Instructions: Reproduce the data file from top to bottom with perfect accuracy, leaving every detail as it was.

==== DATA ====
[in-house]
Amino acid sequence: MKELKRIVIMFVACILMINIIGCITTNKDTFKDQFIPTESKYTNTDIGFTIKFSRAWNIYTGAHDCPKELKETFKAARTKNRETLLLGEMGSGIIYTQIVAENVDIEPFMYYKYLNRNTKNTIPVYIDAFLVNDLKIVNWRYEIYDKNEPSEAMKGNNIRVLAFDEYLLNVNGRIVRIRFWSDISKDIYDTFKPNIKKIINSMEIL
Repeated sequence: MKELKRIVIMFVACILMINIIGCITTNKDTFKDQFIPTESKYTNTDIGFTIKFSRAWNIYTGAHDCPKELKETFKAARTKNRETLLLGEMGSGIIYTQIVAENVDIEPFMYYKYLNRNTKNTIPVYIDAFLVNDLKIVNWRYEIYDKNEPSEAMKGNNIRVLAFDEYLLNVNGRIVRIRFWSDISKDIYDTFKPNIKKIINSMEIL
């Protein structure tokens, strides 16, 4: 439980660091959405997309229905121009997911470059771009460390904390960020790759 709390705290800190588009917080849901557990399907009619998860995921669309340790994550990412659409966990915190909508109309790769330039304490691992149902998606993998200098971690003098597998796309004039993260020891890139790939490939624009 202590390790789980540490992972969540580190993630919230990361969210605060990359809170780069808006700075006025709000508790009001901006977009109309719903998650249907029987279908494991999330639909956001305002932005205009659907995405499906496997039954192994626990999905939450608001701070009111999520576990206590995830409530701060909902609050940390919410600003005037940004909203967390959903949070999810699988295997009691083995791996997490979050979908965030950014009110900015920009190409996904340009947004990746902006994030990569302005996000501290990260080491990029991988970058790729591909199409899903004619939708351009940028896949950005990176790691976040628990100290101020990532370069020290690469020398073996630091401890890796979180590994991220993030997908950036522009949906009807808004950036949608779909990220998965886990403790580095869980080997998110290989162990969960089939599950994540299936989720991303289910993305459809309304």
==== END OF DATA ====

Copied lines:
[in-house]
Amino acid sequence: MKELKRIVIMFVACILMINIIGCITTNKDTFKDQFIPTESKYTNTDIGFTIKFSRAWNIYTGAHDCPKELKETFKAARTKNRETLLLGEMGSGIIYTQIVAENVDIEPFMYYKYLNRNTKNTIPVYIDAFLVNDLKIVNWRYEIYDKNEPSEAMKGNNIRVLAFDEYLLNVNGRIVRIRFWSDISKDIYDTFKPNIKKIINSMEIL
Repeated sequence: MKELKRIVIMFVACILMINIIGCITTNKDTFKDQFIPTESKYTNTDIGFTIKFSRAWNIYTGAHDCPKELKETFKAARTKNRETLLLGEMGSGIIYTQIVAENVDIEPFMYYKYLNRNTKNTIPVYIDAFLVNDLKIVNWRYEIYDKNEPSEAMKGNNIRVLAFDEYLLNVNGRIVRIRFWSDISKDIYDTFKPNIKKIINSMEIL
């Protein structure tokens, strides 16, 4: 439980660091959405997309229905121009997911470059771009460390904390960020790759 709390705290800190588009917080849901557990399907009619998860995921669309340790994550990412659409966990915190909508109309790769330039304490691992149902998606993998200098971690003098597998796309004039993260020891890139790939490939624009 202590390790789980540490992972969540580190993630919230990361969210605060990359809170780069808006700075006025709000508790009001901006977009109309719903998650249907029987279908494991999330639909956001305002932005205009659907995405499906496997039954192994626990999905939450608001701070009111999520576990206590995830409530701060909902609050940390919410600003005037940004909203967390959903949070999810699988295997009691083995791996997490979050979908965030950014009110900015920009190409996904340009947004990746902006994030990569302005996000501290990260080491990029991988970058790729591909199409899903004619939708351009940028896949950005990176790691976040628990100290101020990532370069020290690469020398073996630091401890890796979180590994991220993030997908950036522009949906009807808004950036949608779909990220998965886990403790580095869980080997998110290989162990969960089939599950994540299936989720991303289910993305459809309304």